The team then recorded the students making three different noises: a 'ch' noise made with the tongue, a 'ch' made with the lips, and the palate click.
After studying the shape of the sound wave that each noise produced, Martínez and his colleagues found that the palate click gives the most detailed feedback about a person's surroundings.
In animals that echolocate, the skill is often key to survival, and the animals have specially adapted organs for the task, Martínez noted.
Dolphins, for example, have special structures in their noses that can produce 200 clicks a second. Humans can manage just three or four clicks a second.
"It seems reasonably tough, perhaps tougher for those who can see, because we are very visual animals and don't tend to use that ability at all, so there is a 'visual bias' to overcome," said Peter Scheifele, a bioacoustician at the University of Connecticut who wasn't involved in the study.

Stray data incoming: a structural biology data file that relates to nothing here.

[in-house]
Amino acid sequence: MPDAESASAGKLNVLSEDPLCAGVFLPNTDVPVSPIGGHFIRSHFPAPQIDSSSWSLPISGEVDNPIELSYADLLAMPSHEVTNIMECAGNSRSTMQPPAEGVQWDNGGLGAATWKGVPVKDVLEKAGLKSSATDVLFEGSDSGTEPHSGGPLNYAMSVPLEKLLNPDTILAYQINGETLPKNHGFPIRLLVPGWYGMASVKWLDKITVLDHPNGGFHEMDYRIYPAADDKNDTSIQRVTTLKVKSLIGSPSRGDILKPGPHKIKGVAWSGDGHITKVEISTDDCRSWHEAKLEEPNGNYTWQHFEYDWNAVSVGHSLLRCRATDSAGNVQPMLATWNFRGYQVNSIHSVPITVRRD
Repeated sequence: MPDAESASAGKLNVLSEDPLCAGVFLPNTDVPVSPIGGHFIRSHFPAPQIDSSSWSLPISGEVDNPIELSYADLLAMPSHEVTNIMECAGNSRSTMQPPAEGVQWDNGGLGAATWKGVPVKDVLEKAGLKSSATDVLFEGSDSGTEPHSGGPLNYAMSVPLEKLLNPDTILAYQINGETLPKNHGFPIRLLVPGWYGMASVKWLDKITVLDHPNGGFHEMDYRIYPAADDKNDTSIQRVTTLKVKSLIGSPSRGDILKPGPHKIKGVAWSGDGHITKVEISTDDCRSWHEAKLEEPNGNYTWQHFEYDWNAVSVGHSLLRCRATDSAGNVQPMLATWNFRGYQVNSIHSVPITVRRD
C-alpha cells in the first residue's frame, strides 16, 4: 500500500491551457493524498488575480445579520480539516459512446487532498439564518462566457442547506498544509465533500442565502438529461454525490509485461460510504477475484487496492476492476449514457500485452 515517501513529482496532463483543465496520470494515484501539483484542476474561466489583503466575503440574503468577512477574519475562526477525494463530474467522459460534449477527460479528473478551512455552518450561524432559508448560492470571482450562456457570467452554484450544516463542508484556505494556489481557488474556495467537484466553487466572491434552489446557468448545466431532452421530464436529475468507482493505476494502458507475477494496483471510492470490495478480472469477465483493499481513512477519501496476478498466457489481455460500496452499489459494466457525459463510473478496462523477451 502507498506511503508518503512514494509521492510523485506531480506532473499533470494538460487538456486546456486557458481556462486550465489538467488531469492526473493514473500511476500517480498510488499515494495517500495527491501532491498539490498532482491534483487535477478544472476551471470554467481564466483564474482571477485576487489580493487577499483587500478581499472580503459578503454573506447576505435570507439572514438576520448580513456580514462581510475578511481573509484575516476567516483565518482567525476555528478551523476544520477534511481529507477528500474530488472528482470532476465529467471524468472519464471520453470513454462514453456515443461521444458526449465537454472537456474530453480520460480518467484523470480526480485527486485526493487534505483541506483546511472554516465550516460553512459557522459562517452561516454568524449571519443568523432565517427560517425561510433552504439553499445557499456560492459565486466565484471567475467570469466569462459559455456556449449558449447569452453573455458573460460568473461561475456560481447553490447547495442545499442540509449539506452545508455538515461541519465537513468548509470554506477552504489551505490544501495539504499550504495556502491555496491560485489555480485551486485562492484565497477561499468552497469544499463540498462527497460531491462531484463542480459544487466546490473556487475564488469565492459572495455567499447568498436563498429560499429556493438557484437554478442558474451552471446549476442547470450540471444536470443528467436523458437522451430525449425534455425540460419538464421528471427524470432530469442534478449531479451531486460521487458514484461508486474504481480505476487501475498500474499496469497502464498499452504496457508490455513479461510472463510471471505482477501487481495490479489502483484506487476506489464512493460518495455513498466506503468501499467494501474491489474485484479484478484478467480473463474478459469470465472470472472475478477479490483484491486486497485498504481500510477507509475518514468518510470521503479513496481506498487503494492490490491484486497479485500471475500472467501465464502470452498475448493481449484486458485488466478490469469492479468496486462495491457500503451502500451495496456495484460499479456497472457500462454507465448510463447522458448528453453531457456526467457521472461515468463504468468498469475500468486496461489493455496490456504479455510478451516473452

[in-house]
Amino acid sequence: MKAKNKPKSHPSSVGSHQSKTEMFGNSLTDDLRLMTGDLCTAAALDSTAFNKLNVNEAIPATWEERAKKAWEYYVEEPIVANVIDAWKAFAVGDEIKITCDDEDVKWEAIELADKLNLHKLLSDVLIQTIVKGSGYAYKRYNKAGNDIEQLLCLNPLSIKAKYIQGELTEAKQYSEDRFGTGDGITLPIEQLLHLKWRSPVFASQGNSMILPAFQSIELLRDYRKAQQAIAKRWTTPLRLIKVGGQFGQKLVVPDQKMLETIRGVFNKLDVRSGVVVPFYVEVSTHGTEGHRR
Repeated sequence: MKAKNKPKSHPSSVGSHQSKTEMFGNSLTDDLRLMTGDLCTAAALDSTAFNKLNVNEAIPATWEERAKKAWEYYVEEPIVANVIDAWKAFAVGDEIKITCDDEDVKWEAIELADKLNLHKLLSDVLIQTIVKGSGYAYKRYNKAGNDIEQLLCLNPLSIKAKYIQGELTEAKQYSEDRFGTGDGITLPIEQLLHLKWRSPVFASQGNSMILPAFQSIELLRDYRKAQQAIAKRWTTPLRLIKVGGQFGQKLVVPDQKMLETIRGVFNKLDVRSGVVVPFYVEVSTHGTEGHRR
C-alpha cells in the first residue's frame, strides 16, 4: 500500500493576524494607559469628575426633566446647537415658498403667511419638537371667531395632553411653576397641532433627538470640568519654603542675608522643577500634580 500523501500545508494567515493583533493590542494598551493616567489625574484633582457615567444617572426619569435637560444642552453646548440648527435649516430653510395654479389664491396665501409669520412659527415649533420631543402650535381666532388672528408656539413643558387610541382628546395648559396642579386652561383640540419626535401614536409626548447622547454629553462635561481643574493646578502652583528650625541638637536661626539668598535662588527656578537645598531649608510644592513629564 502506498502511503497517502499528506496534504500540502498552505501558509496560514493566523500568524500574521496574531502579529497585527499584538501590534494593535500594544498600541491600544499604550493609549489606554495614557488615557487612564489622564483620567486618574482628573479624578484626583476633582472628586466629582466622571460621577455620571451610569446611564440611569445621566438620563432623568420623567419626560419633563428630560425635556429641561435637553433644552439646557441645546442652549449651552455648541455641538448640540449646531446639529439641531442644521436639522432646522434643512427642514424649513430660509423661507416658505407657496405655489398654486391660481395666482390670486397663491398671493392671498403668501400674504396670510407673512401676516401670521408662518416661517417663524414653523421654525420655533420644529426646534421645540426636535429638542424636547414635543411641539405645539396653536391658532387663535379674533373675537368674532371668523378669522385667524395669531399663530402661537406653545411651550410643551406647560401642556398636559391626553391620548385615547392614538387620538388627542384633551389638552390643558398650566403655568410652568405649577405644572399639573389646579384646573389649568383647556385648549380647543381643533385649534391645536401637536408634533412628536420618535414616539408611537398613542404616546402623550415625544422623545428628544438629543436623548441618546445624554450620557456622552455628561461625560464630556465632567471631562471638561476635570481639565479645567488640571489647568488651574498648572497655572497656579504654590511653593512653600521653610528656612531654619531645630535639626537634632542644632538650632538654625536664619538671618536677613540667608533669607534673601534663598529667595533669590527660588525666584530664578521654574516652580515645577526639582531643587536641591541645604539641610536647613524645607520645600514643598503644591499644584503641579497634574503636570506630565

The average person can develop good echolocation skills in about a month if he or she trains for one to two hours a day. Blind people are likely to pick up the skill more quickly, Martínez said.
In addition to aiding the blind, echolocation could help rescue teams locate people in foggy conditions or help firefighters quickly find exit points in smoky buildings.
The researchers add that artificial echolocation devices, such as wristbands that beep, can't yet outperform the simple tongue click.
"Such devices are worse than natural echolocation at present, because they don't reproduce the complete haptic [touch] perception of the echoes," Martínez said.
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